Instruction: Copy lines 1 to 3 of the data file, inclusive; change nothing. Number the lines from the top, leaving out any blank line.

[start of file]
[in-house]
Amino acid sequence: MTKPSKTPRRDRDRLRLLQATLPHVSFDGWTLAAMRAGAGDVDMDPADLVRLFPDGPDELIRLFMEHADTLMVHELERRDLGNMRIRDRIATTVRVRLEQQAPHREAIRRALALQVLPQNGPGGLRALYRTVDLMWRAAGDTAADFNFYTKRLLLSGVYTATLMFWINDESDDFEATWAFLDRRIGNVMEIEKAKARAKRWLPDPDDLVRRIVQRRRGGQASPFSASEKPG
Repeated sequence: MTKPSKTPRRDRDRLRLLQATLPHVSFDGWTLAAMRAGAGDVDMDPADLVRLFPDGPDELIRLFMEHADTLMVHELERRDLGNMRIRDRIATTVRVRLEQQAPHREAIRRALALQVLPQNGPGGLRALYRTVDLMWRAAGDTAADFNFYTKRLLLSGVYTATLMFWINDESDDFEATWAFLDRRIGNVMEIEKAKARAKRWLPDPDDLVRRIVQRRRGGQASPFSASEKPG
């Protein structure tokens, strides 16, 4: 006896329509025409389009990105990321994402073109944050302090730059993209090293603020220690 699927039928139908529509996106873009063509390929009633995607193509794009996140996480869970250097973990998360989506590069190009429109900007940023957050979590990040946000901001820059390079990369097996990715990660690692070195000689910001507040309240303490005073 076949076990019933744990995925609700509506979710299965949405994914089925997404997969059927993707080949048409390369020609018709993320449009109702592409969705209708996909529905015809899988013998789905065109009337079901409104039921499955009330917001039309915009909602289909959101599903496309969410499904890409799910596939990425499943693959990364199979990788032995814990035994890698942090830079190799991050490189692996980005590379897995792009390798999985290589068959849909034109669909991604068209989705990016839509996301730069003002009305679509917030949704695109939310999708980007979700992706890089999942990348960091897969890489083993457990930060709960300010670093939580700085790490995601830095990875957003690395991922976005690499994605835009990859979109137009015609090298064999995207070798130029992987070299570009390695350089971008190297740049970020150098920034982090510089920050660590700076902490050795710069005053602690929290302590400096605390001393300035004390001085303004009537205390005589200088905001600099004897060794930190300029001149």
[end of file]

[in-house]
Amino acid sequence: MTKPSKTPRRDRDRLRLLQATLPHVSFDGWTLAAMRAGAGDVDMDPADLVRLFPDGPDELIRLFMEHADTLMVHELERRDLGNMRIRDRIATTVRVRLEQQAPHREAIRRALALQVLPQNGPGGLRALYRTVDLMWRAAGDTAADFNFYTKRLLLSGVYTATLMFWINDESDDFEATWAFLDRRIGNVMEIEKAKARAKRWLPDPDDLVRRIVQRRRGGQASPFSASEKPG
Repeated sequence: MTKPSKTPRRDRDRLRLLQATLPHVSFDGWTLAAMRAGAGDVDMDPADLVRLFPDGPDELIRLFMEHADTLMVHELERRDLGNMRIRDRIATTVRVRLEQQAPHREAIRRALALQVLPQNGPGGLRALYRTVDLMWRAAGDTAADFNFYTKRLLLSGVYTATLMFWINDESDDFEATWAFLDRRIGNVMEIEKAKARAKRWLPDPDDLVRRIVQRRRGGQASPFSASEKPG